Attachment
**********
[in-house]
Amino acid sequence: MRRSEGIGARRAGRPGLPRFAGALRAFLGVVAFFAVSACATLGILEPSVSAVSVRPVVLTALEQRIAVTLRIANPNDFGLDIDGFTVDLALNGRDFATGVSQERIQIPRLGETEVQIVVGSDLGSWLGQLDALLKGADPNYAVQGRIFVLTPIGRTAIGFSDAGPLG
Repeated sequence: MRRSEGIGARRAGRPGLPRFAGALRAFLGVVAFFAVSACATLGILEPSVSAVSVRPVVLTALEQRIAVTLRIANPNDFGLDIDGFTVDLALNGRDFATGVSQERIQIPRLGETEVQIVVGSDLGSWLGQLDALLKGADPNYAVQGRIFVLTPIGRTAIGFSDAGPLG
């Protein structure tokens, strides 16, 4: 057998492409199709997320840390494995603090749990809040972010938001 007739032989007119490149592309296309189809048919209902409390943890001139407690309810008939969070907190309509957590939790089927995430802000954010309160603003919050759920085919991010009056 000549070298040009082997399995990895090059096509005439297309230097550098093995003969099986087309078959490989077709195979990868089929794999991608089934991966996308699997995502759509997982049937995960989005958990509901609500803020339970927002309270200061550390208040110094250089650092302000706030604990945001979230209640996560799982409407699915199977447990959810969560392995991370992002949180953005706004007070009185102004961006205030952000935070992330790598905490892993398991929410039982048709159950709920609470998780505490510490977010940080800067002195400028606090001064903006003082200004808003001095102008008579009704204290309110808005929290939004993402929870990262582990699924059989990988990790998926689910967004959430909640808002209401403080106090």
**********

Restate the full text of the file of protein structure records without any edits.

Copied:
[in-house]
Amino acid sequence: MRRSEGIGARRAGRPGLPRFAGALRAFLGVVAFFAVSACATLGILEPSVSAVSVRPVVLTALEQRIAVTLRIANPNDFGLDIDGFTVDLALNGRDFATGVSQERIQIPRLGETEVQIVVGSDLGSWLGQLDALLKGADPNYAVQGRIFVLTPIGRTAIGFSDAGPLG
Repeated sequence: MRRSEGIGARRAGRPGLPRFAGALRAFLGVVAFFAVSACATLGILEPSVSAVSVRPVVLTALEQRIAVTLRIANPNDFGLDIDGFTVDLALNGRDFATGVSQERIQIPRLGETEVQIVVGSDLGSWLGQLDALLKGADPNYAVQGRIFVLTPIGRTAIGFSDAGPLG
């Protein structure tokens, strides 16, 4: 057998492409199709997320840390494995603090749990809040972010938001 007739032989007119490149592309296309189809048919209902409390943890001139407690309810008939969070907190309509957590939790089927995430802000954010309160603003919050759920085919991010009056 000549070298040009082997399995990895090059096509005439297309230097550098093995003969099986087309078959490989077709195979990868089929794999991608089934991966996308699997995502759509997982049937995960989005958990509901609500803020339970927002309270200061550390208040110094250089650092302000706030604990945001979230209640996560799982409407699915199977447990959810969560392995991370992002949180953005706004007070009185102004961006205030952000935070992330790598905490892993398991929410039982048709159950709920609470998780505490510490977010940080800067002195400028606090001064903006003082200004808003001095102008008579009704204290309110808005929290939004993402929870990262582990699924059989990988990790998926689910967004959430909640808002209401403080106090």